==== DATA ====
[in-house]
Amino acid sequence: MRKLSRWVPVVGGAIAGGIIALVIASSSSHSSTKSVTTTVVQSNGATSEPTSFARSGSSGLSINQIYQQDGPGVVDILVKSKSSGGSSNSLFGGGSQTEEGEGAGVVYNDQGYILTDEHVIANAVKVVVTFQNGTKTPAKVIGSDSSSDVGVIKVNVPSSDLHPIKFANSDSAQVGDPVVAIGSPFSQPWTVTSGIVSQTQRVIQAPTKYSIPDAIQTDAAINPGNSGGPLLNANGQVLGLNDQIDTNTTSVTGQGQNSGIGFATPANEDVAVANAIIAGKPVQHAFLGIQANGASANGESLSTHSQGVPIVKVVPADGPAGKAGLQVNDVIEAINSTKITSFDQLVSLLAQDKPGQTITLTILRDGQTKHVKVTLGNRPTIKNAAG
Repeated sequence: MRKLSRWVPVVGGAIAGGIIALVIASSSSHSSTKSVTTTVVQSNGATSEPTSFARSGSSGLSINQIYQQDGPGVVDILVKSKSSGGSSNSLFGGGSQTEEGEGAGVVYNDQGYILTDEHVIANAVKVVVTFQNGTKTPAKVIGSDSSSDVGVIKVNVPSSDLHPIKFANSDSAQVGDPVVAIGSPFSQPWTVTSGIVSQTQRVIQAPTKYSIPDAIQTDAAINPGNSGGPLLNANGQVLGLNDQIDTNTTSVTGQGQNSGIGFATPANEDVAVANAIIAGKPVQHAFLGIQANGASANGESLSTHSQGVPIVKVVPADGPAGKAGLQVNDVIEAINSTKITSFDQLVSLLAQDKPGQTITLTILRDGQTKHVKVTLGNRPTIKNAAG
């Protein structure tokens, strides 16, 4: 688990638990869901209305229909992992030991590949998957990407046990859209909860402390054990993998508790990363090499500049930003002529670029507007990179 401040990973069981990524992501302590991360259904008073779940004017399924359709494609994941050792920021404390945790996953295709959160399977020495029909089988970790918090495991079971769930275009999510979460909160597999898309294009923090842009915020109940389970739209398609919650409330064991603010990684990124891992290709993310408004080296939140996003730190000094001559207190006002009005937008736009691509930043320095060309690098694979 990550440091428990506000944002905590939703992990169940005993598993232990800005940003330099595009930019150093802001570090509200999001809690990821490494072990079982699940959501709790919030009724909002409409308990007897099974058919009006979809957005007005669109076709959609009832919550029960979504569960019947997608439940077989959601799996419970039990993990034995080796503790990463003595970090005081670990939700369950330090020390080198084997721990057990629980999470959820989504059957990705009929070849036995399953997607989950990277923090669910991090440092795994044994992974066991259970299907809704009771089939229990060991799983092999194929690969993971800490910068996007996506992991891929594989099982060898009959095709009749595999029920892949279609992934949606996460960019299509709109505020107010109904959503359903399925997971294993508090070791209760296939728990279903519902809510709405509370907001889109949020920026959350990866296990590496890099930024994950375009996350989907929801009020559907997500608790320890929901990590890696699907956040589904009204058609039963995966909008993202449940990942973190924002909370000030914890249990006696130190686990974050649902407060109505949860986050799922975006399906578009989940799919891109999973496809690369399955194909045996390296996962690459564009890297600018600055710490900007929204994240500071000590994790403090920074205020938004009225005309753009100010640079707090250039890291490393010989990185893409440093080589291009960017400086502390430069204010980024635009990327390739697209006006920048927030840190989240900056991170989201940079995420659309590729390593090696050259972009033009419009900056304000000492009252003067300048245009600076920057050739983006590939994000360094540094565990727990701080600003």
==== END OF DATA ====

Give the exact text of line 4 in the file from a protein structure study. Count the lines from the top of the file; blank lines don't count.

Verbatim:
């Protein structure tokens, strides 16, 4: 688990638990869901209305229909992992030991590949998957990407046990859209909860402390054990993998508790990363090499500049930003002529670029507007990179 401040990973069981990524992501302590991360259904008073779940004017399924359709494609994941050792920021404390945790996953295709959160399977020495029909089988970790918090495991079971769930275009999510979460909160597999898309294009923090842009915020109940389970739209398609919650409330064991603010990684990124891992290709993310408004080296939140996003730190000094001559207190006002009005937008736009691509930043320095060309690098694979 990550440091428990506000944002905590939703992990169940005993598993232990800005940003330099595009930019150093802001570090509200999001809690990821490494072990079982699940959501709790919030009724909002409409308990007897099974058919009006979809957005007005669109076709959609009832919550029960979504569960019947997608439940077989959601799996419970039990993990034995080796503790990463003595970090005081670990939700369950330090020390080198084997721990057990629980999470959820989504059957990705009929070849036995399953997607989950990277923090669910991090440092795994044994992974066991259970299907809704009771089939229990060991799983092999194929690969993971800490910068996007996506992991891929594989099982060898009959095709009749595999029920892949279609992934949606996460960019299509709109505020107010109904959503359903399925997971294993508090070791209760296939728990279903519902809510709405509370907001889109949020920026959350990866296990590496890099930024994950375009996350989907929801009020559907997500608790320890929901990590890696699907956040589904009204058609039963995966909008993202449940990942973190924002909370000030914890249990006696130190686990974050649902407060109505949860986050799922975006399906578009989940799919891109999973496809690369399955194909045996390296996962690459564009890297600018600055710490900007929204994240500071000590994790403090920074205020938004009225005309753009100010640079707090250039890291490393010989990185893409440093080589291009960017400086502390430069204010980024635009990327390739697209006006920048927030840190989240900056991170989201940079995420659309590729390593090696050259972009033009419009900056304000000492009252003067300048245009600076920057050739983006590939994000360094540094565990727990701080600003």